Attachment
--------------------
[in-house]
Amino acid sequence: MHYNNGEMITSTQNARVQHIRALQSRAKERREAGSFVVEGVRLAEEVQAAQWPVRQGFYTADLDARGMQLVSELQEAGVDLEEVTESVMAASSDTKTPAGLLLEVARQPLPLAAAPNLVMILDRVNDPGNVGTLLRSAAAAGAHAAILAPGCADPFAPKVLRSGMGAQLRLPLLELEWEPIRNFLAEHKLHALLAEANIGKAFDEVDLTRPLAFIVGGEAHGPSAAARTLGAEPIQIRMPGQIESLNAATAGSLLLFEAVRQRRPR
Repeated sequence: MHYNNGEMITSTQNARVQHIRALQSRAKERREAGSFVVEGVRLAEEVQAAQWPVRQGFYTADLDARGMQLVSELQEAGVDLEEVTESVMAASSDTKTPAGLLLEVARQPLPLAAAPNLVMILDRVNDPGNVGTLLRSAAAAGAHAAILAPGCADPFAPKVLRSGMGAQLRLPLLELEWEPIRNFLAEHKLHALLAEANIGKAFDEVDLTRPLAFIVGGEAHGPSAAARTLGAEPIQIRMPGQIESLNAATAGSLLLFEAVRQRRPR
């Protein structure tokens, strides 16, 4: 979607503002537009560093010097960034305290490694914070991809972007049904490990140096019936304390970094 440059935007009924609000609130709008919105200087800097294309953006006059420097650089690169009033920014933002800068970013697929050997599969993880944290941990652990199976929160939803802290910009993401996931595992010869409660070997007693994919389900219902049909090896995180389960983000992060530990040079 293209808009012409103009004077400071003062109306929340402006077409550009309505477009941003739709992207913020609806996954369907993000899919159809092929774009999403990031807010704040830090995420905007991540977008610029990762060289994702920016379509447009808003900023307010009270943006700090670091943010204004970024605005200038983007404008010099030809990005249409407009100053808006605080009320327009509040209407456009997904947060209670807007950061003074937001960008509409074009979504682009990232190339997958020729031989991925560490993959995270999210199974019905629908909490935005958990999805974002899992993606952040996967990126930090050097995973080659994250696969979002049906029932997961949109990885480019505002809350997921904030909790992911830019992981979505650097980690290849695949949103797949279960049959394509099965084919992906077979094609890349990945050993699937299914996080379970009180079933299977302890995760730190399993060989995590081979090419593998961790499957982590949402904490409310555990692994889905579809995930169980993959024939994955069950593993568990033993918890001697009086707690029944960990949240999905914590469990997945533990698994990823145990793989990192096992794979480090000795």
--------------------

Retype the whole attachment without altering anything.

[in-house]
Amino acid sequence: MHYNNGEMITSTQNARVQHIRALQSRAKERREAGSFVVEGVRLAEEVQAAQWPVRQGFYTADLDARGMQLVSELQEAGVDLEEVTESVMAASSDTKTPAGLLLEVARQPLPLAAAPNLVMILDRVNDPGNVGTLLRSAAAAGAHAAILAPGCADPFAPKVLRSGMGAQLRLPLLELEWEPIRNFLAEHKLHALLAEANIGKAFDEVDLTRPLAFIVGGEAHGPSAAARTLGAEPIQIRMPGQIESLNAATAGSLLLFEAVRQRRPR
Repeated sequence: MHYNNGEMITSTQNARVQHIRALQSRAKERREAGSFVVEGVRLAEEVQAAQWPVRQGFYTADLDARGMQLVSELQEAGVDLEEVTESVMAASSDTKTPAGLLLEVARQPLPLAAAPNLVMILDRVNDPGNVGTLLRSAAAAGAHAAILAPGCADPFAPKVLRSGMGAQLRLPLLELEWEPIRNFLAEHKLHALLAEANIGKAFDEVDLTRPLAFIVGGEAHGPSAAARTLGAEPIQIRMPGQIESLNAATAGSLLLFEAVRQRRPR
């Protein structure tokens, strides 16, 4: 979607503002537009560093010097960034305290490694914070991809972007049904490990140096019936304390970094 440059935007009924609000609130709008919105200087800097294309953006006059420097650089690169009033920014933002800068970013697929050997599969993880944290941990652990199976929160939803802290910009993401996931595992010869409660070997007693994919389900219902049909090896995180389960983000992060530990040079 293209808009012409103009004077400071003062109306929340402006077409550009309505477009941003739709992207913020609806996954369907993000899919159809092929774009999403990031807010704040830090995420905007991540977008610029990762060289994702920016379509447009808003900023307010009270943006700090670091943010204004970024605005200038983007404008010099030809990005249409407009100053808006605080009320327009509040209407456009997904947060209670807007950061003074937001960008509409074009979504682009990232190339997958020729031989991925560490993959995270999210199974019905629908909490935005958990999805974002899992993606952040996967990126930090050097995973080659994250696969979002049906029932997961949109990885480019505002809350997921904030909790992911830019992981979505650097980690290849695949949103797949279960049959394509099965084919992906077979094609890349990945050993699937299914996080379970009180079933299977302890995760730190399993060989995590081979090419593998961790499957982590949402904490409310555990692994889905579809995930169980993959024939994955069950593993568990033993918890001697009086707690029944960990949240999905914590469990997945533990698994990823145990793989990192096992794979480090000795």